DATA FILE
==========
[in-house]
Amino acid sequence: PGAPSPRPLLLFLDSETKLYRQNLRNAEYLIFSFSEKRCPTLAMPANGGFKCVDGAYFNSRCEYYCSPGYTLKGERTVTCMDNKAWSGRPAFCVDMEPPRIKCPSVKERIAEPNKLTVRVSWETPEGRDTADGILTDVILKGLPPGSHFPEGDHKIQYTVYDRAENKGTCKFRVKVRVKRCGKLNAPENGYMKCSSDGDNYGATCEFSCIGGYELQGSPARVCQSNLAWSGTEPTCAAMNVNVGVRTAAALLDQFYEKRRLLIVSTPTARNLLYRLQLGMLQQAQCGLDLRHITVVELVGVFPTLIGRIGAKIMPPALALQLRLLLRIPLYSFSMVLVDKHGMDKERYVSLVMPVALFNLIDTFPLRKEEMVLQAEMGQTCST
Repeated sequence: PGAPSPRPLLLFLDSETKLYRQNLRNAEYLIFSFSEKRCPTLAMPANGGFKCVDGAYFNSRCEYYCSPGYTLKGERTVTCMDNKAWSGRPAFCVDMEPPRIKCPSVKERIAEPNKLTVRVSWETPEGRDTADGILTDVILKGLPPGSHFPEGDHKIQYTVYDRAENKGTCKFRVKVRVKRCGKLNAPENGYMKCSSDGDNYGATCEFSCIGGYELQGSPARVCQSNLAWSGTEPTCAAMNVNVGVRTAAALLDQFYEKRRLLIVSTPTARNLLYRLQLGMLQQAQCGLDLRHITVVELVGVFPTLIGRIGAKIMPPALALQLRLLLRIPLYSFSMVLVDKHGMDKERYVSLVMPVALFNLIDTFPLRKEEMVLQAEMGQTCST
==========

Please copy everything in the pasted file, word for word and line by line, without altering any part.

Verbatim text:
[in-house]
Amino acid sequence: PGAPSPRPLLLFLDSETKLYRQNLRNAEYLIFSFSEKRCPTLAMPANGGFKCVDGAYFNSRCEYYCSPGYTLKGERTVTCMDNKAWSGRPAFCVDMEPPRIKCPSVKERIAEPNKLTVRVSWETPEGRDTADGILTDVILKGLPPGSHFPEGDHKIQYTVYDRAENKGTCKFRVKVRVKRCGKLNAPENGYMKCSSDGDNYGATCEFSCIGGYELQGSPARVCQSNLAWSGTEPTCAAMNVNVGVRTAAALLDQFYEKRRLLIVSTPTARNLLYRLQLGMLQQAQCGLDLRHITVVELVGVFPTLIGRIGAKIMPPALALQLRLLLRIPLYSFSMVLVDKHGMDKERYVSLVMPVALFNLIDTFPLRKEEMVLQAEMGQTCST
Repeated sequence: PGAPSPRPLLLFLDSETKLYRQNLRNAEYLIFSFSEKRCPTLAMPANGGFKCVDGAYFNSRCEYYCSPGYTLKGERTVTCMDNKAWSGRPAFCVDMEPPRIKCPSVKERIAEPNKLTVRVSWETPEGRDTADGILTDVILKGLPPGSHFPEGDHKIQYTVYDRAENKGTCKFRVKVRVKRCGKLNAPENGYMKCSSDGDNYGATCEFSCIGGYELQGSPARVCQSNLAWSGTEPTCAAMNVNVGVRTAAALLDQFYEKRRLLIVSTPTARNLLYRLQLGMLQQAQCGLDLRHITVVELVGVFPTLIGRIGAKIMPPALALQLRLLLRIPLYSFSMVLVDKHGMDKERYVSLVMPVALFNLIDTFPLRKEEMVLQAEMGQTCST